IMM Research Seminar
Title：Signal Transduction Rewiring in Human Disease: a Systems Genetics Perspective
Speaker：Song Yi, Ph.D.
Department of Systems Biology,
The University of Texas MD Anderson Cancer Center, USA
Host：北京大学分子医学研究所 赵扬 (Tel. 6276-6138)
Cellular signal transduction in its core is a problem of molecular interactions. Proteins interact with other macromolecules in complex cellular networks to carry out biological function. How disease-associated mutations impair protein activities in the context of biological networks remains mostly undetermined. Although a few renowned alleles are well characterized, functional information is missing for over 100,000 disease-associated variants. In this seminar, I discuss the current understanding of signaling transduction rewiring by genetic factors involved in a broad spectrum of human diseases. We functionally profile several thousand missense mutations using various interaction assays. While common variants from healthy individuals rarely affect signaling, two-thirds of disease-associated alleles perturb protein-protein interactions, with half corresponding to "edgetic" alleles affecting only a subset of interactions while leaving most other interactions unperturbed. With transcription factors, many alleles that leave protein-protein interactions intact affect DNA binding. Different mutations in the same gene leading to different interaction profiles often result in distinct disease phenotypes. The integrative experimental and computational platform described here provides a practical approach to distinguishing the function of diverse candidate disease alleles emerging from genome sequencing projects. Our results also provide insights into reprograming signaling networks by external factors in the context of precision medicine.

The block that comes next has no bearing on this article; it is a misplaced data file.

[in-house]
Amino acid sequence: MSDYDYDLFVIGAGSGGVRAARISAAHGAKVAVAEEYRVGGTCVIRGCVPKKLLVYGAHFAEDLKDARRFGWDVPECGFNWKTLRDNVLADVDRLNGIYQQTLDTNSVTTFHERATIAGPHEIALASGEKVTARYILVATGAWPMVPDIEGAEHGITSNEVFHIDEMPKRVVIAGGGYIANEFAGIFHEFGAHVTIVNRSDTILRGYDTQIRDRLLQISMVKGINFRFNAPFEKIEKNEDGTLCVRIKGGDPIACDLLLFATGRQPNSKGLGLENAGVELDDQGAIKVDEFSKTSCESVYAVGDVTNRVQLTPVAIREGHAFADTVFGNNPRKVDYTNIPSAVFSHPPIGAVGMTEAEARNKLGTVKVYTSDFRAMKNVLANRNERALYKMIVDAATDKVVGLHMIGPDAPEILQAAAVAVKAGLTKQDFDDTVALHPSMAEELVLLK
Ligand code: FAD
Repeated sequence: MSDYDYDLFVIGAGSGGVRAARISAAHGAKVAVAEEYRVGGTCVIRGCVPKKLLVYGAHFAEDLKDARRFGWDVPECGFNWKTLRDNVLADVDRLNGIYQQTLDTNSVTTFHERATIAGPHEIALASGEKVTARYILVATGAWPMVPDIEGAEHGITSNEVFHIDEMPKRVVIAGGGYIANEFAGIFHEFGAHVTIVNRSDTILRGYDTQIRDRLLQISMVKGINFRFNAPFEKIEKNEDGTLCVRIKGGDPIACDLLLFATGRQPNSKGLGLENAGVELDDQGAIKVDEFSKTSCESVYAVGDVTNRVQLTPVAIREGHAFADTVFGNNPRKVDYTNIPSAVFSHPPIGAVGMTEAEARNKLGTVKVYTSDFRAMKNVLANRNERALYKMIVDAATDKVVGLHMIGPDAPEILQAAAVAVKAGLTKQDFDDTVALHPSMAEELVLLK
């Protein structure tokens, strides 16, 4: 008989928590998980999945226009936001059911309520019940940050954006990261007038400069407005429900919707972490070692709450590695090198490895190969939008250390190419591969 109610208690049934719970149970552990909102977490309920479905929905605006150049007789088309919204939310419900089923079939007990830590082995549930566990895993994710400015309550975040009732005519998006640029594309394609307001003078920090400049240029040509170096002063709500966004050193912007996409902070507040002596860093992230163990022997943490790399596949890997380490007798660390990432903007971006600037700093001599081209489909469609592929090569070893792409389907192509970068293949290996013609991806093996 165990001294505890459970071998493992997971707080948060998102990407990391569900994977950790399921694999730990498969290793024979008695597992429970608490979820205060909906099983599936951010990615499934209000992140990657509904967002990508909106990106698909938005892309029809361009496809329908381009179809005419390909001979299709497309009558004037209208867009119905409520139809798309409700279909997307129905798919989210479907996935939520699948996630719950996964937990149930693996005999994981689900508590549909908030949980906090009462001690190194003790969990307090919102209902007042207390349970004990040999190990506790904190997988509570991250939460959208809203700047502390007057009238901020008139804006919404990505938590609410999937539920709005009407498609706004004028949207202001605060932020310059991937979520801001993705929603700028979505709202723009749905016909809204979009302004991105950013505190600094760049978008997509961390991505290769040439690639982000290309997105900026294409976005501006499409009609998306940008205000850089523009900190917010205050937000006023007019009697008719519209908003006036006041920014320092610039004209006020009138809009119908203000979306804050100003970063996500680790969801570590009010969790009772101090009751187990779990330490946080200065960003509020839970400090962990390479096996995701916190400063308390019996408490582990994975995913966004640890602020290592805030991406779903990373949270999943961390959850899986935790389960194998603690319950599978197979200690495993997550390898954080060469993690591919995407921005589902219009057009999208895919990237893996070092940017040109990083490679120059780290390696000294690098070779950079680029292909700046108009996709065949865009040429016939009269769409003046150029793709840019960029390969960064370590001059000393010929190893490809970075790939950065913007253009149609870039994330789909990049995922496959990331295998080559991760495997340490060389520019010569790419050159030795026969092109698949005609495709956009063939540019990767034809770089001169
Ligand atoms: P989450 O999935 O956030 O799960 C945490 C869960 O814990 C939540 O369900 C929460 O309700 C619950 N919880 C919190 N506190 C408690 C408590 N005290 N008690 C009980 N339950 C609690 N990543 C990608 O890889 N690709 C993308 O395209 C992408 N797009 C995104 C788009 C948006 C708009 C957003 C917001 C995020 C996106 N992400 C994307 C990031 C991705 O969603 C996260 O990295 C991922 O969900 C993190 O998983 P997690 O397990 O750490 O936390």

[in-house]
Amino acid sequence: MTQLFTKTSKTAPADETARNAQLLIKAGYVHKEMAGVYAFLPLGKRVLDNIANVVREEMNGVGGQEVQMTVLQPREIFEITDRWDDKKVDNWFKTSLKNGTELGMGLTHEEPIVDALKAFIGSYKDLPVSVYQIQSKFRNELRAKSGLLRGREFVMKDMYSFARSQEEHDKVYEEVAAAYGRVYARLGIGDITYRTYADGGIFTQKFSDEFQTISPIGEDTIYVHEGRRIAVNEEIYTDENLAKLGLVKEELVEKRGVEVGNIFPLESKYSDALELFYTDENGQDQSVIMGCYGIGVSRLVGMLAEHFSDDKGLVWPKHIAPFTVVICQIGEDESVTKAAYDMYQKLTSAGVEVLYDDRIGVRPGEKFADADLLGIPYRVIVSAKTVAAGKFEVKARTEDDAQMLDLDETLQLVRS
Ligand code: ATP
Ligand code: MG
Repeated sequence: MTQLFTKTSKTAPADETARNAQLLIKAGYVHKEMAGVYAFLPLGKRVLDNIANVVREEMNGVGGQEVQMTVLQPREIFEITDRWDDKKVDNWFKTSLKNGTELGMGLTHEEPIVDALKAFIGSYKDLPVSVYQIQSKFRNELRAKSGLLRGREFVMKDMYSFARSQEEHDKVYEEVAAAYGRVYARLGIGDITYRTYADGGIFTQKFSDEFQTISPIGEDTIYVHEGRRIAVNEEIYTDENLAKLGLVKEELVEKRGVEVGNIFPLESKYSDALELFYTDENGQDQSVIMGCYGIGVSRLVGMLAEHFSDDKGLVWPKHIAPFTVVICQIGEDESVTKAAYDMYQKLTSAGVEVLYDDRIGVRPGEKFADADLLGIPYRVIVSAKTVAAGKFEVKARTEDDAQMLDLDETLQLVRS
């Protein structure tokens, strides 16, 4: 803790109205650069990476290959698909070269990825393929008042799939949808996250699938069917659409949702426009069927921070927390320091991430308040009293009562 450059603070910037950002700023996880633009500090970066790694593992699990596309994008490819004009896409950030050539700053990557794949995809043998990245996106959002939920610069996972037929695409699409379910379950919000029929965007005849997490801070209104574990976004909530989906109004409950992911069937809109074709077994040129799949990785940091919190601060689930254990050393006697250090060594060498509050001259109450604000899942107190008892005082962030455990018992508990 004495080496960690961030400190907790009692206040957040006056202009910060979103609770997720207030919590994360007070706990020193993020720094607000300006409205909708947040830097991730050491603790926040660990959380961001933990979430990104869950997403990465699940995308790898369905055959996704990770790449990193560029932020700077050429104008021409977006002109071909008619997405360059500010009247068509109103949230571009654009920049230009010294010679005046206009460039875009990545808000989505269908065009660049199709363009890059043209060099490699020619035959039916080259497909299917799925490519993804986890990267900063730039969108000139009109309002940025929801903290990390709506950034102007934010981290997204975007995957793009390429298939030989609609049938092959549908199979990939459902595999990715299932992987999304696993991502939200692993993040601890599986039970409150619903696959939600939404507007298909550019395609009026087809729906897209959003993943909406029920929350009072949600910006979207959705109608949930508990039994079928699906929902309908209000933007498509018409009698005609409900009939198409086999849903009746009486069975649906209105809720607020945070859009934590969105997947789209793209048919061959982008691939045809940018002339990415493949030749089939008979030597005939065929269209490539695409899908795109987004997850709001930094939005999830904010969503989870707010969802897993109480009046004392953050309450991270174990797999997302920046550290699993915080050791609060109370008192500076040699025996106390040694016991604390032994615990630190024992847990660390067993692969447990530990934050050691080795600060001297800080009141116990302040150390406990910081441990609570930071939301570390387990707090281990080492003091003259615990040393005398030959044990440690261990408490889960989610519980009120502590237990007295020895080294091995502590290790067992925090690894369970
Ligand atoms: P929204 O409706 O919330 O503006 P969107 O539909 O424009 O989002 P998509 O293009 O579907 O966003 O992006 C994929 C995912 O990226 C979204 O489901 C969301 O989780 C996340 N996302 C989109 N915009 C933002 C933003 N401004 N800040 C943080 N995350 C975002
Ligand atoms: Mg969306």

Postdoc and graduate student positions available